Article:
The Air Force jets that flew over Kansas University on Saturday were perhaps a somber reminder of what Sept. 11 three years ago was like and why Americans then said things would never be the same.
But it was hard not to think that normalcy reigned in Lawrence on the anniversary of that terrible day, despite uncertainties about the wars in Iraq and Afghanistan.
In South Park, people danced the polka. A line of marching bands paraded down Massachusetts Street, and mild weather for a football game at KU's Memorial Stadium made the terror that gripped America three years ago seem somewhat distant.
"I still feel the pain for those who lost people in that tragedy, but I hope they are able to pull it together and get on with their lives," Lawrence resident Janice McClure said.
McClure sat in a lawn chair and joined a throng of perhaps thousands who lined both sides of Massachusetts Street to watch the annual Kansas University Band Day parade.
Several hours later, at KU's Memorial Stadium, the reality of 9-11 and wars against terrorism in Iraq and Afghanistan were brought to the forefront when two Air Force jets roared over the 41,251 people who turned out to watch KU's football team defeat Toledo.
David Atwood watched the parade while halfway around the world his son, Thomas J. Atwood, was guarding an American air base in Iraq. In fact, the Atwood family experienced the reality of terrorism five years prior to 9-11. On June 25, 1996, Thomas J. Atwood was standing on the roof of a building behind a Khobar Towers apartment building in Dhahran, Saudi Arabia, when it was struck by a terrorist bomb. He was not hurt, his dad said.
David Atwood takes it all in stride and doesn't allow himself to be overcome with worry about his son or the possibility of another terrorist attack in the United States.
"My day has just been the same," Atwood said. "It doesn't do any good to change anything."
Nearby, Phil Bentzinger recalled being in a Colorado Springs, Colo., hotel room "glued to the television" watching the events of 9-11 unfold. Today he questions whether going to war was worth it.
"If we used all the money we spend on the military on more peaceful means and goodwill, we might have more of an effect and come out ahead," Bentzinger, of Lawrence, said.
The parade wasn't the only attraction in downtown Lawrence. Throughout the day people gathered in South Park for the fourth annual Oompahfest Family Fun Festival, organized by the Immanuel Lutheran Church and University Student Center.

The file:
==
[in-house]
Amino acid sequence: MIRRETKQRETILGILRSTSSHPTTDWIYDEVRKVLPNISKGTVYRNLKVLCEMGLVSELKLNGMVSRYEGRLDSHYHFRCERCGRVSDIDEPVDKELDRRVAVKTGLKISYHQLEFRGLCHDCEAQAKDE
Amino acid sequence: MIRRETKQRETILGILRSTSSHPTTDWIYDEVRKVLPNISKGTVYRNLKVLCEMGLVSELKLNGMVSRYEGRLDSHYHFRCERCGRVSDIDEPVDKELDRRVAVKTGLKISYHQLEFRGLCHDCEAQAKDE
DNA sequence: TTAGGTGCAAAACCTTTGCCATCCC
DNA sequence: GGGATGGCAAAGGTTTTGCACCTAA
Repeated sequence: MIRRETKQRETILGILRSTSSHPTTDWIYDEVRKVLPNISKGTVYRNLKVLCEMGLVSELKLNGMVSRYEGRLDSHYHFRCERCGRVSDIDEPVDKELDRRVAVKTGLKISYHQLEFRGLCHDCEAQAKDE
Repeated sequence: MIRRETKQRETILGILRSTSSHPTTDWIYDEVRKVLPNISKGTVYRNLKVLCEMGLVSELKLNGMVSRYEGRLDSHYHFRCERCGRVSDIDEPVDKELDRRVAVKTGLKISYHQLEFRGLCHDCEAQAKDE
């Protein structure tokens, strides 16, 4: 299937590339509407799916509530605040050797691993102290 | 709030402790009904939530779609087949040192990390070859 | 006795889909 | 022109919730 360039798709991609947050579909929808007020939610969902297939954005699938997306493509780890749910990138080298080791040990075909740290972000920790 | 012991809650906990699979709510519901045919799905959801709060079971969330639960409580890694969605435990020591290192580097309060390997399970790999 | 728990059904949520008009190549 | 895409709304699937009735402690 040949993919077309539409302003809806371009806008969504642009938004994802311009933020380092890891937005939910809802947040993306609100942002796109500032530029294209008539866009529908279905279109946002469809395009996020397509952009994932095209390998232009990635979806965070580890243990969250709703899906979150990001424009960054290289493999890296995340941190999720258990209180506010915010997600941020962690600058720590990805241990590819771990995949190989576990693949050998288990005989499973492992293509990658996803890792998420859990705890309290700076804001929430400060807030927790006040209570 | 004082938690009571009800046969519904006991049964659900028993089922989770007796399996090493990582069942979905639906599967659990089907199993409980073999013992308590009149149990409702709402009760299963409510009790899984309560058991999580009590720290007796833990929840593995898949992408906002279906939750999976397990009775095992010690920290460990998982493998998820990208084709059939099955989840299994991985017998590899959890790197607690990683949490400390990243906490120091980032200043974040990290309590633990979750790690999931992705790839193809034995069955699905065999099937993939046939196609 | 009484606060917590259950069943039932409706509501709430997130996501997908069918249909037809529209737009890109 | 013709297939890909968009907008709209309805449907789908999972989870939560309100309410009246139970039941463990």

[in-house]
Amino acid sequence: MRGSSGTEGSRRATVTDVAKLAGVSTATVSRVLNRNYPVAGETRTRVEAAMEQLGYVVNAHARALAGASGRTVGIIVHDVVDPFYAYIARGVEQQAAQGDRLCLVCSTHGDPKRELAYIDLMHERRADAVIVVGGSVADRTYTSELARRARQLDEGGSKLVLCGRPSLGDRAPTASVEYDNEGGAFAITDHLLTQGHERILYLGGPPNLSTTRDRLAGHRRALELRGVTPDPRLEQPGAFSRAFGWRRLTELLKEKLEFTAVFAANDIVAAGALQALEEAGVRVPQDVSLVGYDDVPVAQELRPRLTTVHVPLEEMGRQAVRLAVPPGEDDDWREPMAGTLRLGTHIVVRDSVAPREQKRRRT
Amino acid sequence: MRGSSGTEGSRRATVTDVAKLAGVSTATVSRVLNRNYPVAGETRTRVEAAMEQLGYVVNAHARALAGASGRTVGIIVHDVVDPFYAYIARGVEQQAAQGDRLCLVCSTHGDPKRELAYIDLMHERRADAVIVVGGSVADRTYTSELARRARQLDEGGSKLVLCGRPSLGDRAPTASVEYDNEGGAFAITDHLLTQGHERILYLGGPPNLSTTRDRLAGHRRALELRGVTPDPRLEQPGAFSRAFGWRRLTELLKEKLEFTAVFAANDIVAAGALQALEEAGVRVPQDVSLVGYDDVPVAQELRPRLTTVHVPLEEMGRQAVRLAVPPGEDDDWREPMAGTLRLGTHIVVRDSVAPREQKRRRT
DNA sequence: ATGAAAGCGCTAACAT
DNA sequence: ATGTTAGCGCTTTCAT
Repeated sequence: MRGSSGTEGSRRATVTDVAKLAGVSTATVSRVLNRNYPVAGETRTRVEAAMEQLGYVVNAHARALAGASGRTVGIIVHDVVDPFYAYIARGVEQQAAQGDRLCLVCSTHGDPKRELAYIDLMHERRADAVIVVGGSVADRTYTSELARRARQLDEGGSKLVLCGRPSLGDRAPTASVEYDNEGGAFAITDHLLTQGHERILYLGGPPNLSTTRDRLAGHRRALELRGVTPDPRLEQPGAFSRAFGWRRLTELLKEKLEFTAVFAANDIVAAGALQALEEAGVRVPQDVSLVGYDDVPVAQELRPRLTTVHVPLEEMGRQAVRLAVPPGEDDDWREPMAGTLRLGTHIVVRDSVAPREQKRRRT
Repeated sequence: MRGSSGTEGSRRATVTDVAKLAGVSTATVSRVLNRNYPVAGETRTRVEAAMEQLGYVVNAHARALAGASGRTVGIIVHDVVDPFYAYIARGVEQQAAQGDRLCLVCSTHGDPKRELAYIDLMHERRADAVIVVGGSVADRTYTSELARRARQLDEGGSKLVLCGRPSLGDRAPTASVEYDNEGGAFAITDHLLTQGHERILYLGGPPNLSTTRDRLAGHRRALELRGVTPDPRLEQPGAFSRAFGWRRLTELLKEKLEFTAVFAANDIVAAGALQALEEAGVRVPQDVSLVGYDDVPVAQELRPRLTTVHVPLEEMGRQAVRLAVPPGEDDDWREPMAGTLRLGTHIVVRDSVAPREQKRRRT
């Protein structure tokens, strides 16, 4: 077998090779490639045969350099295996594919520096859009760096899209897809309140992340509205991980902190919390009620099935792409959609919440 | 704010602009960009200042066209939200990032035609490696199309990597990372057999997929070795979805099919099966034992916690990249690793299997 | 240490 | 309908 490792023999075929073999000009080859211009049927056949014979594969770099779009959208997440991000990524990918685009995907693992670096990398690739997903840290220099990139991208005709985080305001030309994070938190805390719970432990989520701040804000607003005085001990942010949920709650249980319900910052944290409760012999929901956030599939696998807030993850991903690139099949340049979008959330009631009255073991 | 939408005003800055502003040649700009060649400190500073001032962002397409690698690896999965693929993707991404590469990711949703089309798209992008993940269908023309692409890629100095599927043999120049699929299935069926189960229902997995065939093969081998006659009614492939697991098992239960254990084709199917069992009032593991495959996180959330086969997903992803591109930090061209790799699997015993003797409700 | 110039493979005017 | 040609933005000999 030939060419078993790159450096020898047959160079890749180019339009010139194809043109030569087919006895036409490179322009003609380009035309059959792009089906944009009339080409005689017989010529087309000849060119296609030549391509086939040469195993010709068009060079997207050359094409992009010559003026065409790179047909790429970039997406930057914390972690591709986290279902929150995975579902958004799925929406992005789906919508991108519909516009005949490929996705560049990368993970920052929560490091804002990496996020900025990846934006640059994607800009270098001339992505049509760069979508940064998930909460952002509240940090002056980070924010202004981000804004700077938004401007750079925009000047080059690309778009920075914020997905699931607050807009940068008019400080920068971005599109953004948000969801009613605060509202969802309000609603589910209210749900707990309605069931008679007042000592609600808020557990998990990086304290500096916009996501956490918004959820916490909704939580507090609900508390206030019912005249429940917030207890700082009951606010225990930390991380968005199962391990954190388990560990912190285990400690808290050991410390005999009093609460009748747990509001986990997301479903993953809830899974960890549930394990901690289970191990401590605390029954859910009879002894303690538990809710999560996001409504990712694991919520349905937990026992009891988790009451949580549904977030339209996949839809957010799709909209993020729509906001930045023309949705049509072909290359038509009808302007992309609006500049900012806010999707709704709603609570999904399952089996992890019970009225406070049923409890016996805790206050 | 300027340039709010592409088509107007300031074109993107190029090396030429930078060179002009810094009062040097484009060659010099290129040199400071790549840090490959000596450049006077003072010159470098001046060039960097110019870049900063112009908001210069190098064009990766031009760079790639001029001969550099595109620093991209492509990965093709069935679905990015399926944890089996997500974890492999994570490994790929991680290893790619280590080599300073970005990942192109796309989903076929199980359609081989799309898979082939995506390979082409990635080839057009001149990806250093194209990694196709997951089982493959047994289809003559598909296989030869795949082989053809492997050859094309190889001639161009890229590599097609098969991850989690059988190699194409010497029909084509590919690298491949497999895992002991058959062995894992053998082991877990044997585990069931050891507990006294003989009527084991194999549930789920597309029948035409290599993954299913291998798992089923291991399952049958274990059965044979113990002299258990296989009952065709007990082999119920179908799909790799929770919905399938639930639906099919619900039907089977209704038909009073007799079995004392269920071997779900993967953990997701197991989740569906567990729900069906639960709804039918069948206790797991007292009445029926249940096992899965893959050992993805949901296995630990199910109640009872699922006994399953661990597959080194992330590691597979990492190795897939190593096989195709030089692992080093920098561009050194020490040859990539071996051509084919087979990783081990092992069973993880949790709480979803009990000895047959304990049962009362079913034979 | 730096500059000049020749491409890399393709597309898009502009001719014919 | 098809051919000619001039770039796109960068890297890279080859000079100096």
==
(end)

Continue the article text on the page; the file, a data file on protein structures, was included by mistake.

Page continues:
They ate German cuisine that included sauerkraut and bratwursts and washed it down with soft drinks or German beer. Polka music filled the air as German folk dancers performed nearby. The wait in the food line at one point stretched to 20 minutes because of the crowd, one bystander said.
As the festival neared its conclusion at the end of the afternoon, festival chairman John Fries estimated at least 2,500 people had showed up.
"I think we've had the biggest crowd ever," Fries said. "It just gets bigger and better every year."
On KU's campus, a flag-raising ceremony near the Dole Institute of Politics marked the 9-11 anniversary.
KU also conducted its annual open house. Several academic departments opened their doors so the public could see what is being taught.
At Foley Hall, located on West Campus, it appeared 9-11 was the last thing on people's minds as they marveled over the beauty of the monarch butterfly and other species of butterflies. The hall is the headquarters of Monarch Watch, a program designed to protect and inform the public about the monarchs.
Robert and Christina Messineo, of Lawrence, brought their children, Kimberly, 9, and Robbie, 2, to see the butterflies. Kimberly and her mother had taken part in monarch-tagging operations at the Baker Wetlands. They planned to do it again for this year's annual event, scheduled for Saturday. This time they will bring Robbie.
"I was pregnant with him when we did that two years ago, so unofficially he's already been there," Christina Messineo said with a laugh.
Three years ago the monarch-tagging at the wetlands came a few days after 9-11. There was some consideration about calling the operation off, said Orley "Chip" Taylor, a KU professor who heads Monarch Watch. The tagging, however, went on. More than 360 people showed up and within four hours a record 2,800 monarchs were tagged, Taylor said.
"I remember a lot of people came up and told me how pleased they were that we didn't cancel it," Taylor said. "This was something that took them away and allowed them to escape from the constant talk about 9-11."